Thursday, August 26, 2010

Cradle of Gold: The Story of Hiram Bingham, a Real-Life Indiana Jones and the search for Machu Picchu

by Christopher Heaney

New York, Palgrave Macmillan, 2010

Week 35 Non-fiction

My husband Thell’s mother always wanted to go to visit Machu Picchu in Peru, because she had read about it in National Geographic many years ago. Because she never got there, Thell has wanted to go in her stead. We finished reading Cradle of Gold by Christopher Heaney this week in anticipation of the trip we hope to make in the next year, while we are still young enough to travel to Cuzco, to ride the Hiram Bingham train, climb the steep cliffs and explore the ancient city of Machu Picchu.

One of the most colorful, but also unknown, figures of the late 19th and early 20th century, Hiram Bingham, was an American academic, archaeologist and adventurer. He spent much of his young adult life exploring in Peru, searching for the lost cities of the Incas, and the rest of his adulthood defending his discoveries.

Born of missionary parents, Bingham was educated at Harvard and married an heiress to the Tiffany fortune. Although he received a PhD from Harvard, he longed to teach at Yale, and to live a life of adventure and achievement. He was “caught between his family’s missionary ideals, his own Gilded Age desires, and hours spent devouring the books of Theodore Roosevelt, Rudyard Kipling, and Joseph Conrad.”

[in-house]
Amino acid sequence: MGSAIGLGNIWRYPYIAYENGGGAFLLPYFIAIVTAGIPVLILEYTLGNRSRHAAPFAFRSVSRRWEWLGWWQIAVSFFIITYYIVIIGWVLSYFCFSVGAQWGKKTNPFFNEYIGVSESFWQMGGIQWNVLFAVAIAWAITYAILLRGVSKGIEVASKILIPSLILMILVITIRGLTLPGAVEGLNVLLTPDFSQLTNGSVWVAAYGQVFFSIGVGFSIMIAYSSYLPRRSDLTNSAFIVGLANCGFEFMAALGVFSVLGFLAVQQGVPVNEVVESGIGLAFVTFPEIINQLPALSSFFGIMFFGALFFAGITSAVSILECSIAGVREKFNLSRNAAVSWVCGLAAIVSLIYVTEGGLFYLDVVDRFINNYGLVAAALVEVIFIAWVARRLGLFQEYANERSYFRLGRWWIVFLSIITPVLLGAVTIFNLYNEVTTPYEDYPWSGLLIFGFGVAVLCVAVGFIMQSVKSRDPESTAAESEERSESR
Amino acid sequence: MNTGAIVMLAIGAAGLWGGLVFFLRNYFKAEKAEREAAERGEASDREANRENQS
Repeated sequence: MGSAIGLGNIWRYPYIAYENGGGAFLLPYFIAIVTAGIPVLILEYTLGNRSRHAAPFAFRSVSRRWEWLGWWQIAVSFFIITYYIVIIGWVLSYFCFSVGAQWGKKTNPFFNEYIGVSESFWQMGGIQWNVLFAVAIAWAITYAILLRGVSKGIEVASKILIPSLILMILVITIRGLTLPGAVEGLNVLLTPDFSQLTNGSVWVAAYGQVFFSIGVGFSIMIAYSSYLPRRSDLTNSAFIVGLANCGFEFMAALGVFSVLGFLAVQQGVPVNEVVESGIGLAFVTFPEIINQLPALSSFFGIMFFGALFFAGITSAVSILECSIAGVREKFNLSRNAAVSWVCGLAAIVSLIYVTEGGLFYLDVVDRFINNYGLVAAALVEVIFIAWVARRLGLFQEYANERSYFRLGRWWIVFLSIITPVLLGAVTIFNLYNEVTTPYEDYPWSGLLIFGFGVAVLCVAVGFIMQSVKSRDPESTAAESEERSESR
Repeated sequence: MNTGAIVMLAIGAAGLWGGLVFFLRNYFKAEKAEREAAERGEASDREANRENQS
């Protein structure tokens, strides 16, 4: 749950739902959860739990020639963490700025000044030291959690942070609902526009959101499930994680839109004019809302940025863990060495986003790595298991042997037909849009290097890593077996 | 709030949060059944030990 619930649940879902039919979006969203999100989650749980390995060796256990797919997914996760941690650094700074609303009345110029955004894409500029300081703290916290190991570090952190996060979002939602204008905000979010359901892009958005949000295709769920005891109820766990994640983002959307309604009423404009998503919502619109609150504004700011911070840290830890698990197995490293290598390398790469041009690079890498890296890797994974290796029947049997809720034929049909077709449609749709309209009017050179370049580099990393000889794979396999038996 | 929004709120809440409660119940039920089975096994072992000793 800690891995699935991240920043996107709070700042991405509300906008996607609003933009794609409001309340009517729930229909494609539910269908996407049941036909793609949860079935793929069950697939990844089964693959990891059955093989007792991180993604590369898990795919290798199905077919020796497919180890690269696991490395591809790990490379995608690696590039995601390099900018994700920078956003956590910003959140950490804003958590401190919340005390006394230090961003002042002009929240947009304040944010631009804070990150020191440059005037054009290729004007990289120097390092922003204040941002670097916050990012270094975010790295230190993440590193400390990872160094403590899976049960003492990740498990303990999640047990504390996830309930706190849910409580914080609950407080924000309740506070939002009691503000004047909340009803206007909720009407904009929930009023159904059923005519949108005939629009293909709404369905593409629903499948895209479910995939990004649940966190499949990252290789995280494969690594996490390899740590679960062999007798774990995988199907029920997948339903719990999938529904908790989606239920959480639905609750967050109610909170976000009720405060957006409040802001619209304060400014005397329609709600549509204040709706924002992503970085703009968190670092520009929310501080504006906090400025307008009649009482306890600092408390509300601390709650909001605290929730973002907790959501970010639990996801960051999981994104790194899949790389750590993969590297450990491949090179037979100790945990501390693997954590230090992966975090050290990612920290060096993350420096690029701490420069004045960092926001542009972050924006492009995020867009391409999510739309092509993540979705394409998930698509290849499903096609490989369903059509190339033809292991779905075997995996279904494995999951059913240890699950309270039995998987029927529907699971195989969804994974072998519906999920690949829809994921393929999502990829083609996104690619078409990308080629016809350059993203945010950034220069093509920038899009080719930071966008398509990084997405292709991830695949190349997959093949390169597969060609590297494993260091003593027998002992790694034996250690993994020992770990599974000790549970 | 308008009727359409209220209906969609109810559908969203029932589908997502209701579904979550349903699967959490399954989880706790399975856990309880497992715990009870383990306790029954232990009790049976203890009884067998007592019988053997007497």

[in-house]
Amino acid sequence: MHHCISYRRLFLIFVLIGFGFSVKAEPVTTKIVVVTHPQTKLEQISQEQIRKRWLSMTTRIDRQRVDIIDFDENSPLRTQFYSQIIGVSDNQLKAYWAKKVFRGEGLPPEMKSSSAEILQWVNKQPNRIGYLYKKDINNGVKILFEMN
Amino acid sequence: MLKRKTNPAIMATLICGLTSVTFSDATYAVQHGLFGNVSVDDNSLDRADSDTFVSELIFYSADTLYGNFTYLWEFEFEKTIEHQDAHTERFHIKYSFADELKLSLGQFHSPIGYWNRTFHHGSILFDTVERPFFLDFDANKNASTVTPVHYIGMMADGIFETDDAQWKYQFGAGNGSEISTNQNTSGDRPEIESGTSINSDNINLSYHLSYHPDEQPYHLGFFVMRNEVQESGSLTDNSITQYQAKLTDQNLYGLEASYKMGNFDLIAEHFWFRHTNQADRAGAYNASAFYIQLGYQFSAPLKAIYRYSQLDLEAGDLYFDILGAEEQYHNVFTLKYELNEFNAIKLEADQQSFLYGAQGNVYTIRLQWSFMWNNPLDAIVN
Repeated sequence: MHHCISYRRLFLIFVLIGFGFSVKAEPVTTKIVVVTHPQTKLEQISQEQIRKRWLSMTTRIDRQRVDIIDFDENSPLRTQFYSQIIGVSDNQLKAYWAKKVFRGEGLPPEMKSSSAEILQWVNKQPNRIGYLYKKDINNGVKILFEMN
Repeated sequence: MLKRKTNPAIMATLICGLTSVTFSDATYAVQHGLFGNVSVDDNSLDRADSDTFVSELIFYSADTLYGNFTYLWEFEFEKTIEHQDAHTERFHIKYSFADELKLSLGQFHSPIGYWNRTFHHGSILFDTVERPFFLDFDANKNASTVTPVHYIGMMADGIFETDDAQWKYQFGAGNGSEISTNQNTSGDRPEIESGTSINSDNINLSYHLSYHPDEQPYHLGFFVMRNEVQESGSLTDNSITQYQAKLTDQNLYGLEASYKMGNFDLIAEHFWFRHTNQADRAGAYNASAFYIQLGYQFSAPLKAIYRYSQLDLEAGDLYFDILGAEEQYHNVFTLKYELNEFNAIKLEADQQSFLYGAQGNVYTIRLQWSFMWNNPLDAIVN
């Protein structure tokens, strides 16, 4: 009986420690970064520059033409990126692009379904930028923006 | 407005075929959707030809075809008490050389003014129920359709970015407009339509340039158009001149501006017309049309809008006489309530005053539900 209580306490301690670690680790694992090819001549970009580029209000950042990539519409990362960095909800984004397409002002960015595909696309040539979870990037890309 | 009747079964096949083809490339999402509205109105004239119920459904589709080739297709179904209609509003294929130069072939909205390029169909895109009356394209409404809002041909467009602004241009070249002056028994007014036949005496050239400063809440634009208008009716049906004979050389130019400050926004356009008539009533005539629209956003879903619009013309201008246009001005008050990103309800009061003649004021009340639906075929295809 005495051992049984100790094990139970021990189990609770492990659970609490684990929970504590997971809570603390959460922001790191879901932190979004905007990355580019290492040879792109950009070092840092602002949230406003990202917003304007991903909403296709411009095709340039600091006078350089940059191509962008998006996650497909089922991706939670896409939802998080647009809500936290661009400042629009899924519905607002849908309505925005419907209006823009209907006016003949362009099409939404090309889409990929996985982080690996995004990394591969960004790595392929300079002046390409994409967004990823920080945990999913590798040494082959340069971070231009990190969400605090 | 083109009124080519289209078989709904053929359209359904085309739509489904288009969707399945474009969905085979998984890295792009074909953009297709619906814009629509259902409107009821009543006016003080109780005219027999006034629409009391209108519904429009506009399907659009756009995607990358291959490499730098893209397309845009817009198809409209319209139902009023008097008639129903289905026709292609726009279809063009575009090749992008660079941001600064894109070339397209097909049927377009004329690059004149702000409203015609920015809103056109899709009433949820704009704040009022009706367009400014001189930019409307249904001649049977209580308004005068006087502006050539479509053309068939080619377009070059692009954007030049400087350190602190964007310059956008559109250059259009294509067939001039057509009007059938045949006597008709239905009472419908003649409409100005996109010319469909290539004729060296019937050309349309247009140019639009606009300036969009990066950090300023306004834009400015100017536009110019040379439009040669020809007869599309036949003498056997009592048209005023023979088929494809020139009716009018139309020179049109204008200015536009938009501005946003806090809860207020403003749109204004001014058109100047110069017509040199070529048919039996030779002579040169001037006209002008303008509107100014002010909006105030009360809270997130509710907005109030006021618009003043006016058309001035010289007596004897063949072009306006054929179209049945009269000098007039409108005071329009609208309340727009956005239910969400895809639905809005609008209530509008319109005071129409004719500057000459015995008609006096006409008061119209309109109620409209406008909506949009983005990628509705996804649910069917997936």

Fate would take him to Peru where he began to search for Vilcabamba, the lost city of the Incas. He financed his early trips himself with his wife’s money; later trips were financed by National Geographic and Yale University where he became a professor. Along the way, he was led to the magnificent ruins of Machu Picchu, named for the mountain behind the city. He also explored other cities of the Incas, and brought back to Yale bones, pottery, and other artifacts of the waning days of the Inca Empire. These cities were not lost to the indigenous people; they were just lost to history.

The items he brought back to Yale were the stuff of controversy, because they included among other things, human bones—5415 pieces in all. Heaney outlines the several arrangements Bingham and Yale made with the various governments of Peru—there were failures and deceptions on both sides. Enshrined at the Peabody Museum at Yale, the artifacts remain controversial 100 years later. Recently, Peru sued Yale to have all the human remains returned to Peru; the court case is still pending.

Bingham went on to be a pilot during World War I and later a US Senator. He was truly a man of his age, and most likely the model for the movie hero, Indiana Jones. His was an amazing life, and Christopher Heaney does the man justice. We are at once fascinated and repelled by the man who would use his wife’s money and leave her at home alone with seven children.

The book is also about the history of the Incas and about Machu Picchu, the jewel of the empire. The last chapters discuss the controversy over archeological artifacts; to whom do they belong? Heaney also discusses his own adventures in Peru as he searched out the information to write this book.

It is engrossing reading of a subject about which not much has been written. The review in the Wall Street Journal was what encouraged me to read this book, which I read aloud with my husband. We both enjoyed it, and when we go to Peru, we will be glad that we had read it.

Christopher Heaney is a professor at the University of Texas. Here is his website:

Here is an interesting interview Heaney did with the Yale Daily News. It deals with the ongoing controversy that Hiram Bingham looted Machu Picchu and that Yale is withholding valuable gold pieces from the Peruvian government.

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